Column: Aesthetic subcultures need to make space for people of color

Helena Edwards, Opinions Writer

Aesthetics are important in my life because of the way they can both distract from the mundane and add a cohesive and interesting theme into it. “Aesthetics” in general are the application of considering what is beautiful based on values and beliefs. 

The first aesthetic I remember delving into was dark academia, but I didn’t know the name for that style. I have always idolized the dark aesthetic of Slytherin in Harry Potter as well as the ambition that sorted members into that house.  

Another element I was interested in before knowing its relation to dark academia was an inclination towards elite schooling such as Oxford and Yale: schools that have extreme prestige and classiness to them, while upholding traditional architecture. 

Dark academia itself is a way to glamorize the pursuit of knowledge, particularly the humanities, for the pleasure of intellectual achievement for its own sake. It is like using literature and history to enhance oneself through an education of the soul, not an education just for job prospects. It also tends to make studying a bit less boring if you can have a constant reminder of greatness through learning. 

Mood boards tend to show the aesthetic with darkened libraries lit only by candles, fashion filled with neutral and muted colors, and classic literature such as Frankenstein and Shakespeare. 

Past the glamorization, the dark aspect of dark academia allows for a mystery component to be added. Knowledge is the light, but dark is associated with ignorance and keeping secrets.  

It is also the dark aspect of decadence and hedonism of not knowing when to stop indulging, and a common theme in dark academic works is the concept of losing oneself in pursuit of greatness. 

In homage to great dark academia works, my favorite is The Secret History by Donna Tartt. In it she does acknowledge the true world damage of glamorizing education in such a way that it can turn to elitism.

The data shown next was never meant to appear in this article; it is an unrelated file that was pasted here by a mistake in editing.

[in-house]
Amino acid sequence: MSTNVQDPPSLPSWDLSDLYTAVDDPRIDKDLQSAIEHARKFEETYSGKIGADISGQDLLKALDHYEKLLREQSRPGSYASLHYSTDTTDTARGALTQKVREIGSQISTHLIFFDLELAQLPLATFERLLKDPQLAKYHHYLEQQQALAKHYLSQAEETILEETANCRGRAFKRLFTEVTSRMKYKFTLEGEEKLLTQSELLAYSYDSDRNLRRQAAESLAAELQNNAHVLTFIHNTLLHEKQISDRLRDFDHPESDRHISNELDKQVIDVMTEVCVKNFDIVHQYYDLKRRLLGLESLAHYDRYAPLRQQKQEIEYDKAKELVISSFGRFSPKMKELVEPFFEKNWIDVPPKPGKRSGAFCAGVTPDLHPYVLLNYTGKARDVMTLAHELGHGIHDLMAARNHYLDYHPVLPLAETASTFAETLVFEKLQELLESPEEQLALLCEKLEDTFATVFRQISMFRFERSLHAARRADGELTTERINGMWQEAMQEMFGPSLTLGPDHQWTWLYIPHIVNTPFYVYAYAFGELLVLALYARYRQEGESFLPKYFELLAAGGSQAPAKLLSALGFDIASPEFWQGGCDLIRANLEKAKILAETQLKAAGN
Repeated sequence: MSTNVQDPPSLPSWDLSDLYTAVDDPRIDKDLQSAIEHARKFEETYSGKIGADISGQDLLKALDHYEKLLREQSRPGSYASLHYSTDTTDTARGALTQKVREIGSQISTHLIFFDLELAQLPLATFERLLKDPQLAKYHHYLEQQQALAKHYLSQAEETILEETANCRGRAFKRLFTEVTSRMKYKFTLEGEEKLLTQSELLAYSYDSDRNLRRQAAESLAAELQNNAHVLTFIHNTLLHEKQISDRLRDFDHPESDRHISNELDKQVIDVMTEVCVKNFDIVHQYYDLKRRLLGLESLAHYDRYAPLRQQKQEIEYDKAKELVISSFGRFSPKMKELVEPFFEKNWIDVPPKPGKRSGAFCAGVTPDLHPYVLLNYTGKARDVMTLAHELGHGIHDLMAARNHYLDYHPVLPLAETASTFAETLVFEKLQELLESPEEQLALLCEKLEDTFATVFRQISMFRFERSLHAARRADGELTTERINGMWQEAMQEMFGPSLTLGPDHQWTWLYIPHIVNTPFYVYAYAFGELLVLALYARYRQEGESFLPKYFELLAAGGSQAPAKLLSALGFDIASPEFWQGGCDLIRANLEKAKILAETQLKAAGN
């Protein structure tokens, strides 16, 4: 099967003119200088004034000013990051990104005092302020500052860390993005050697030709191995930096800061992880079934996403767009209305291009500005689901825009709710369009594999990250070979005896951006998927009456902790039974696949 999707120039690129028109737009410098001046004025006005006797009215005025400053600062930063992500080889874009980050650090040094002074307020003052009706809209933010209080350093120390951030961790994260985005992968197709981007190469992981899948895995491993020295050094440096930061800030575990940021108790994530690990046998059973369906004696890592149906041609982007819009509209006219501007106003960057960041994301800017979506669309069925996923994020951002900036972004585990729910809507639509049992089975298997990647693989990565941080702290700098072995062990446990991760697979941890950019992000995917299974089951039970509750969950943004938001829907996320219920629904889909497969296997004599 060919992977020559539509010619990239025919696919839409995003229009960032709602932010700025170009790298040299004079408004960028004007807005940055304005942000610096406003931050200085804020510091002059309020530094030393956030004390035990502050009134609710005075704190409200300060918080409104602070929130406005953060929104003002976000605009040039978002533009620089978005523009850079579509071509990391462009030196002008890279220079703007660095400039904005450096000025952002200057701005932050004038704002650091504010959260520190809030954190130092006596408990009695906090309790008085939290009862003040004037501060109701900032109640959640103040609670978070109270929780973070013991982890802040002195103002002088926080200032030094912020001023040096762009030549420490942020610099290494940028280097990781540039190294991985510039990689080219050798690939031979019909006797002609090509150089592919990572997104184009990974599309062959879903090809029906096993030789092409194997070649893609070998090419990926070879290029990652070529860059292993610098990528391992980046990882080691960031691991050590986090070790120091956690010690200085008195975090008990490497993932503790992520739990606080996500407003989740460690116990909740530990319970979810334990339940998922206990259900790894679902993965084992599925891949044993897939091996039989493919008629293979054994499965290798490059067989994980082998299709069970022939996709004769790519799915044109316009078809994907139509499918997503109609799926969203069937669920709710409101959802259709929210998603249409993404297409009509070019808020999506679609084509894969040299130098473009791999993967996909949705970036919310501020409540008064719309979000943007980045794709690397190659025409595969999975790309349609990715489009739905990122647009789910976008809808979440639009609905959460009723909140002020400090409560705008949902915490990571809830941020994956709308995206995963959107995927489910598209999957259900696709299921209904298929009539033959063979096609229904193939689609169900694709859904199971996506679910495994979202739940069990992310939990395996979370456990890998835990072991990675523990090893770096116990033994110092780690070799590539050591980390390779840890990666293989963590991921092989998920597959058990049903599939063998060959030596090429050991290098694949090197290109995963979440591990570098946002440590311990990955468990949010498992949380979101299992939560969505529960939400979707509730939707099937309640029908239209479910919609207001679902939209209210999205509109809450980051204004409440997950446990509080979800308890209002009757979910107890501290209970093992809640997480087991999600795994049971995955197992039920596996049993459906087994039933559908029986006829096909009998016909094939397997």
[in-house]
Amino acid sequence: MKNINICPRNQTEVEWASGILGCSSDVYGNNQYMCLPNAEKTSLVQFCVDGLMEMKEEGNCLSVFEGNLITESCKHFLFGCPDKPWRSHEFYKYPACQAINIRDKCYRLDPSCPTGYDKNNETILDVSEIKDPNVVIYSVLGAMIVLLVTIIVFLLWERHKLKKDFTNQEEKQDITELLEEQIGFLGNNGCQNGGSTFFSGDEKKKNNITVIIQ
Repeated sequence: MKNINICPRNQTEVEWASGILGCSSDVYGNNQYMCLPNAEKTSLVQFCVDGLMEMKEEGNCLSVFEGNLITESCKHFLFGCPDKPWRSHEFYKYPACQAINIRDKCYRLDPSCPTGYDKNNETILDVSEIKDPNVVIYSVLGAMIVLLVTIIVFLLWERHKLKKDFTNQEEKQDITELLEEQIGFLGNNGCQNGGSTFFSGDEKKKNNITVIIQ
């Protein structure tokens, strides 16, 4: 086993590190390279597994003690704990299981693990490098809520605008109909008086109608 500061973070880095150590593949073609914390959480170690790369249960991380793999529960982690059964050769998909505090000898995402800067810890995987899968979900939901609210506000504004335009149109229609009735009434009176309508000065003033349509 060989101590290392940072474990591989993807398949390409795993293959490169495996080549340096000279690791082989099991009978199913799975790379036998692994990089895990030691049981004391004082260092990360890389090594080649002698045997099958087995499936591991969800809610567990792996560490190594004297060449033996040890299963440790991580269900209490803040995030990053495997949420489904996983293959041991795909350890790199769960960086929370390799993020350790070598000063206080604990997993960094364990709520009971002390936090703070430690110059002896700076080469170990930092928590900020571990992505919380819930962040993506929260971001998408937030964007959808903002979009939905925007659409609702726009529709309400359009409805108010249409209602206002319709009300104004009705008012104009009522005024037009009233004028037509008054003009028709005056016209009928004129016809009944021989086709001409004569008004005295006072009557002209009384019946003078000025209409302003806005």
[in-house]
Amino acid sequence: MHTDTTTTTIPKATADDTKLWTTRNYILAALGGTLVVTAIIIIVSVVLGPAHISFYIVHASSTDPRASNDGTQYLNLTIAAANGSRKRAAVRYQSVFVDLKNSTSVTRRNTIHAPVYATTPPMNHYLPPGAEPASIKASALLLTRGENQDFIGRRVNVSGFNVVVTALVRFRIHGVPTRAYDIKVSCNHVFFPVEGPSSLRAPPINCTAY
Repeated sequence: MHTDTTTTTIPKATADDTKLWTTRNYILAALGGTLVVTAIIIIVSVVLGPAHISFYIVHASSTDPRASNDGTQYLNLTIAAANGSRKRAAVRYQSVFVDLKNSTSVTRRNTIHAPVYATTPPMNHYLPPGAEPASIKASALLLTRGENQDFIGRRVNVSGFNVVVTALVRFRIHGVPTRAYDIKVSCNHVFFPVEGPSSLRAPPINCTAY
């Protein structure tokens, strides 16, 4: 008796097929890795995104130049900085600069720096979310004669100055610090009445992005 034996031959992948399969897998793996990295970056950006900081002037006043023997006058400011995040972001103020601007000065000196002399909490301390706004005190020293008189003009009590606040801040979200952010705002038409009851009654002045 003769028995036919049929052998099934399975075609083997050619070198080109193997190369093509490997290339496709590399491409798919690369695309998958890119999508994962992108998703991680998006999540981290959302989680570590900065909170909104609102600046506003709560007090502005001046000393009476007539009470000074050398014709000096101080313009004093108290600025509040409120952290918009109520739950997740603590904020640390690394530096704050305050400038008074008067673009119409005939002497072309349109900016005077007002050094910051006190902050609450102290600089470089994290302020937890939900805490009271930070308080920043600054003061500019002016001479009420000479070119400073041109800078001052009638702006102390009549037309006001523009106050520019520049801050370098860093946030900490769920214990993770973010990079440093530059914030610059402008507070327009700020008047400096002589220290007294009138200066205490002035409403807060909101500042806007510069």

There is an issue with the dark academia aesthetic due to an inaccessibility to education. Due to higher education coming with a hefty price tag when it comes to elite schooling, these schools are also predominantly filled with upper class white people. Those who are born with an advantage in life have an easier time pursuing majors in the humanities and don’t have to worry as much about job prospects. 

When knowledge is restricted to a specific social class, it furthers elitism and dehumanization of lower classes by making them out to be less qualified in life due to a lack of knowledge. 

The lack of people of color in the dark academia aesthetic is not just due to a lack of accessibility to higher education, but it is also due to the erasure of people of color’s success in academia throughout history.  

There is a current reformation to the aesthetic by people of color using book recommendations from the east that fit the aesthetic to avoid bias towards western works. Fashion of the aesthetic is being modeled by more POC and there is more music being introduced from POC that still gives that mysterious and classic feel.  

This helps by putting us back in the narrative and connecting us to the glamorization of the pursuit of knowledge. The ultimate connection to an aesthetic is when you can as close as possible imagine yourself living out that style. 

Helena Edwards can be reached  at [email protected]